Out of football Jackson worked as an agent and turned down three management jobs - while in the mean time Huddersfield simply fell apart. After Bruce came Lou Macari, Mick Wadsworth and Mel Machin to try to arrest the decline but, by the time that Jackson returned, Rubery had accepted a £12.5m loss on his investment and departed. Following two relegation seasons, Huddersfield were in League Two. They were, in Jackson's words, "24 hours from going under" until Ken Davy, the chairman of rugby league's Huddersfield Giants, took over the club.

"It took 12 months to get over being sacked and then when this opportunity came it was important that I didn't look back," Jackson says. "What happened at the club was wrong. When I returned, new owners had come in and the ones who had sacked me had gone and it was important I didn't look back at where this club should have been. I didn't think like that - I had enough on my hands with only eight players turning up. I had to turn the club around fast. I was always positive, always looked forward.

"I had three and a half years out of the game and I turned down various jobs because they didn't feel right. I looked at the club and people said I was stupid going back. They only had eight players, no season tickets had been sold and they might not have survived but I felt the only way the club could go was up. I knew the fan base here was excellent, I knew I had a chance and I certainly have no regrets about taking it."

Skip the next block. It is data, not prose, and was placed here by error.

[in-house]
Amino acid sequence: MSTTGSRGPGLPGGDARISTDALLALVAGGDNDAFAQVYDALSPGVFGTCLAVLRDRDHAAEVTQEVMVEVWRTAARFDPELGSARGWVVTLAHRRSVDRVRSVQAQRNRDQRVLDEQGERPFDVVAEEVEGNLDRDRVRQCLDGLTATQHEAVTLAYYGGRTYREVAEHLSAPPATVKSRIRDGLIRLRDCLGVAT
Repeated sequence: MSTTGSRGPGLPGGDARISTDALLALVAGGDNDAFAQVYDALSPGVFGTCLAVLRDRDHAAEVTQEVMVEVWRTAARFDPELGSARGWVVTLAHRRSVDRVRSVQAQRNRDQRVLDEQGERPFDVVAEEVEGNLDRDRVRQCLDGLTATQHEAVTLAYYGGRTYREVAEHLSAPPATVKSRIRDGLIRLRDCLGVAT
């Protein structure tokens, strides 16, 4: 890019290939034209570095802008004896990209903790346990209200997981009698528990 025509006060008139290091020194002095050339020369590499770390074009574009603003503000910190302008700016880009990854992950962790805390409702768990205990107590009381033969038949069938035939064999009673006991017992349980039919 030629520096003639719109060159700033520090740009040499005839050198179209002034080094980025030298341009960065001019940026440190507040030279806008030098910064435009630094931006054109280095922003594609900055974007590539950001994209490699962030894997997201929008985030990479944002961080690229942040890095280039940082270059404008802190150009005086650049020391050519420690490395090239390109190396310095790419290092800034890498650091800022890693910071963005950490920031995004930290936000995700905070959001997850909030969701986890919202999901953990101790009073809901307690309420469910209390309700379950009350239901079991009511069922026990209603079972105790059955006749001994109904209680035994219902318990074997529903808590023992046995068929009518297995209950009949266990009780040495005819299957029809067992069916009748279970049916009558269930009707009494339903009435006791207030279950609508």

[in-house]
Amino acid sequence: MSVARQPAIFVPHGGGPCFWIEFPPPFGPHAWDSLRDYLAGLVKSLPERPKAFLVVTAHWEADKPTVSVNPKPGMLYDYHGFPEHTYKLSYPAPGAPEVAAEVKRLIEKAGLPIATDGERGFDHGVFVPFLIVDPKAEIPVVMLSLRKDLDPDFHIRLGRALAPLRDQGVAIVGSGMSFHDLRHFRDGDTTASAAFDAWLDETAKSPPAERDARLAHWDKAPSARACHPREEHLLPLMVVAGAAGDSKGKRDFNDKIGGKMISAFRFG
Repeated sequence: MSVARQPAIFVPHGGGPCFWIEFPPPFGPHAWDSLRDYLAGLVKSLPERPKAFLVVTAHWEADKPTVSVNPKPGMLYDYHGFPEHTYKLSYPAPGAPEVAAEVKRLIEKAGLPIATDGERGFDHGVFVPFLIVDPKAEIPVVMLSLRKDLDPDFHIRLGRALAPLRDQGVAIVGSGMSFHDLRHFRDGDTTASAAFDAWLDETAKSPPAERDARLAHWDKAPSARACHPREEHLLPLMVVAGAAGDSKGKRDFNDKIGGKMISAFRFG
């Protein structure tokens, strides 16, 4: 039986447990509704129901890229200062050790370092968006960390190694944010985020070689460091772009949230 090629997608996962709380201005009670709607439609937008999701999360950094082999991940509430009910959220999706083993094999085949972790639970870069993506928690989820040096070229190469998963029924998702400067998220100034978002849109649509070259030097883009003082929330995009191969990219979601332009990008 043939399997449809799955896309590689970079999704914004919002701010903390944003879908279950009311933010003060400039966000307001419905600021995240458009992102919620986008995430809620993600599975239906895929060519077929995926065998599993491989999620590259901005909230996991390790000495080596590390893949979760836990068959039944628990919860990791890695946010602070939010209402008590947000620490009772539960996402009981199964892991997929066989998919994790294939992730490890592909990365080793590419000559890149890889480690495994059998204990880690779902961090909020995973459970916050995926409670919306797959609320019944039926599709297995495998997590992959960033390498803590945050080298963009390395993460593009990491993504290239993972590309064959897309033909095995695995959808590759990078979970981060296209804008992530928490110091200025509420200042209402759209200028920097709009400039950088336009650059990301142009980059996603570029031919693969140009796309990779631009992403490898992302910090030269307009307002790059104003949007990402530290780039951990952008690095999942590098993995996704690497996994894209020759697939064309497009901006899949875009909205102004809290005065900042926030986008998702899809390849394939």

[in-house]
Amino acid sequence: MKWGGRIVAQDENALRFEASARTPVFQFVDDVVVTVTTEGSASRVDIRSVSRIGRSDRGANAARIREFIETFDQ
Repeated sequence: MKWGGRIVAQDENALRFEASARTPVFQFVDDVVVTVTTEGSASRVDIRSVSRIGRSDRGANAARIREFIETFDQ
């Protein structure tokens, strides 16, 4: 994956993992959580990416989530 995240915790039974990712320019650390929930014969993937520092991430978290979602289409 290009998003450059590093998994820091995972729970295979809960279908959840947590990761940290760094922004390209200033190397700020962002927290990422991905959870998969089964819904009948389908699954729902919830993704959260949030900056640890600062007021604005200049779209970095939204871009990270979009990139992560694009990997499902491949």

Jackson's assessment of his own career as a footballer is frank and simple: he was, in his own words, "never blessed with the talent of a Gascoigne or a Beardsley, just a hard-working, tough centre-half who was very fortunate to earn a living for 18 years as a player". For a player who is still very fondly remembered at Bradford City and Newcastle United, "very fortunate" is an ungenerous description. Jackson is not, however, driven in the same way you suspect Mourinho is, by thwarted ambition as a player.

"I never look back and think I could have done better with my football," he says. "I look back and think I had a really good career. I played with some of the best in the world, I travelled, met a lot of fantastic people and played in front of some massive crowds. Not bad for an average footballer who always gave 100 per cent."

From Bradford to Newcastle, back to Valley Parade and then on to Huddersfield, Chester City and Halifax, Jackson could tell his charges some tales from his career that would linger in the mind of any young player. Like the day 11 May, 1985 when he ran out at Valley Parade as captain of Bradford City, aged only 22, held aloft the Third Division Championship trophy and then witnessed the fire in the main stand that claimed the lives of 56 supporters. In the following weeks it fell to him as captain to organise the players to attend funerals and visit survivors at the burns unit of the city's Pinderfields hospital.